Usually, on this day, I remember everything that happened leading up to your suicide and my notification. I remember coming home, going through all the motions that one has to go through to bury a loved one. I remember not crying until that first night, after I had a shower, when it just hit me, and I sank to my knees in my mom's living room and sobbed uncontrollably over what you had done. I also remember my grandparents, YOUR parents, changing that day, and a light extinguishing inside them that has never reappeared.
Today, however, on the 11th anniversary of your suicide, I want to try something different. It's an open letter, if you will, to let you know some of the things you have missed by choosing to take your life on February 13, 2001.
- My graduation from the dual degree program, which meant two different graduations on the same weekend. Your parents showed, and Aunt Janie came with Bad Grandma. You not being there was a wet blanket on the festivities.
- I accepted a job at CDC in genomics. I ended up transferring to Global Immunizations right before the two year Presidential management fellowship was up, but I've now been at CDC for over 10 years. I currently work in the policy office of the Center for Global Health.
- You missed my political activism take off. I've held several statewide offices in the Young Democrats, and a couple of national ones at the Southeast region level. I was the first openly gay state president of young democrats in Georgia history.
- I started playing rugby last fall in a bid to take better care of myself. I enjoy it, and I'm trying to learn to trust my physicality. It would have been nice to have you see one of my games.
- Your life insurance policies allowed me to immediately pay off my student loans, although for months afterward, I would have nightmares that you had faked your death, and the insurance company wanted its money back.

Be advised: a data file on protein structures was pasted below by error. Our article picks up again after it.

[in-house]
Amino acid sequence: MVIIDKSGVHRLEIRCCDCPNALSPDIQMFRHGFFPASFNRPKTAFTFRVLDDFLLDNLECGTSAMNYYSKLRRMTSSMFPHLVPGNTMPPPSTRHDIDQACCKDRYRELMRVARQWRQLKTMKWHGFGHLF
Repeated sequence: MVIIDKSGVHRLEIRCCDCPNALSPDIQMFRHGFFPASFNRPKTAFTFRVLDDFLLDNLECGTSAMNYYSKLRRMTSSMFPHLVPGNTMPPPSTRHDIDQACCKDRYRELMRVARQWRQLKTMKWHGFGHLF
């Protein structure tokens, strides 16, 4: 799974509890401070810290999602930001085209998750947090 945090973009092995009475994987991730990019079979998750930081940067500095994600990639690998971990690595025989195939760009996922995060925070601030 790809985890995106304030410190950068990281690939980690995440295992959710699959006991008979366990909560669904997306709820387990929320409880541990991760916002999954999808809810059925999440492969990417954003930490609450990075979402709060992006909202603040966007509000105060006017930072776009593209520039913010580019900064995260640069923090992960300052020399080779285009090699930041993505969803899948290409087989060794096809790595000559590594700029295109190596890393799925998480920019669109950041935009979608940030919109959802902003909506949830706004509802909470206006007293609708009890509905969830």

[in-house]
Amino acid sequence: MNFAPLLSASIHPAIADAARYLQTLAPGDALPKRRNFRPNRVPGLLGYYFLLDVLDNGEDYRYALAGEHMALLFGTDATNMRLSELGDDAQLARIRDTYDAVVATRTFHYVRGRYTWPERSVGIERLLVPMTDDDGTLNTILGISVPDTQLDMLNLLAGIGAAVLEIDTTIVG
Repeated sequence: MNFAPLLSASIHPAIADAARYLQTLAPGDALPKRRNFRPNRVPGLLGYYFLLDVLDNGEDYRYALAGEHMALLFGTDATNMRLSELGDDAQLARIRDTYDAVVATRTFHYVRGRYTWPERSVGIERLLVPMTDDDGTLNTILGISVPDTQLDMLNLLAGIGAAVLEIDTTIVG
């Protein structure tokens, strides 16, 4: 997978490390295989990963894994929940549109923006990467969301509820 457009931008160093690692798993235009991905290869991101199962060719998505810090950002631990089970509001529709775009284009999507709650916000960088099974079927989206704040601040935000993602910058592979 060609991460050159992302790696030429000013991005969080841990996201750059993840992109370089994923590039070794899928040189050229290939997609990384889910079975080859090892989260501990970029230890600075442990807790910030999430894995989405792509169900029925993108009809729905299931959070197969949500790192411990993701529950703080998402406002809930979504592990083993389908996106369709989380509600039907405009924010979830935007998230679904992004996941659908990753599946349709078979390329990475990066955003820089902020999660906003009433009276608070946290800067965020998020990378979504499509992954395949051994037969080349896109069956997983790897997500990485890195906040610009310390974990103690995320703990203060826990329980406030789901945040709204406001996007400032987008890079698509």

- Your life insurance also allowed me to purchase a condo in Atlanta. I still live in it. I also have your bedroom furniture as my own. Some think it's creepy to sleep in the bed that you died in, but I now look at it as MY bed, and it's not like I kept the mattress. I also have your dining room table, where you left all the notes.
- We followed your instructions fairly closely. However, I felt you owed it to your parents to have a place where they could go and "visit" your remains. After cremation, I had half of your ashes scattered as you asked, and half were buried in a plot next to where Grandma Ann and Papa will be buried someday. It has been a great source of comfort to them.
- You aged your parents overnight with your suicide. They became OLD after you died. The light in their eyes dimmed significantly. I am convinced you shaved off at least 10 years of a life they would have lived. The only positive thing to come out of your suicide is the family has become closer; we look out for each other better.
- Mom still feels tremendous anger and guilt over your suicide. She thinks if she just hadn't divorced you in 1998 you might have lived. This, despite even your admission that the divorce was a good thing. She dreams of you when she's sick, and often it involves her yelling at you about how you could do this to all of us.
- Pretty much every year between Christmas and this day, a pall is cast over all of our lives as we become more moody, sometimes depressed, about the coming anniversary of your suicide. You foolishly thought we'd just get over your death after a brief period of mourning. It has not worked out that way. Movies that have suicide as a plot point, especially ones that approach your method, are almost unwatchable. You've made us all members of a horrible fraternity of suicide survivors. I'm luckier than most because there was nothing left unsaid between us. I just wish you'd had more faith in yourself to make it through the dark period.
- Even your friends aren't immune. They miss you terribly too, and your absence is something they notice. I know that might surprise you. No one who knew you and loved you has been left unscathed by your suicide. We have all moved on with our lives, yes, but the memory of your death is never too far away.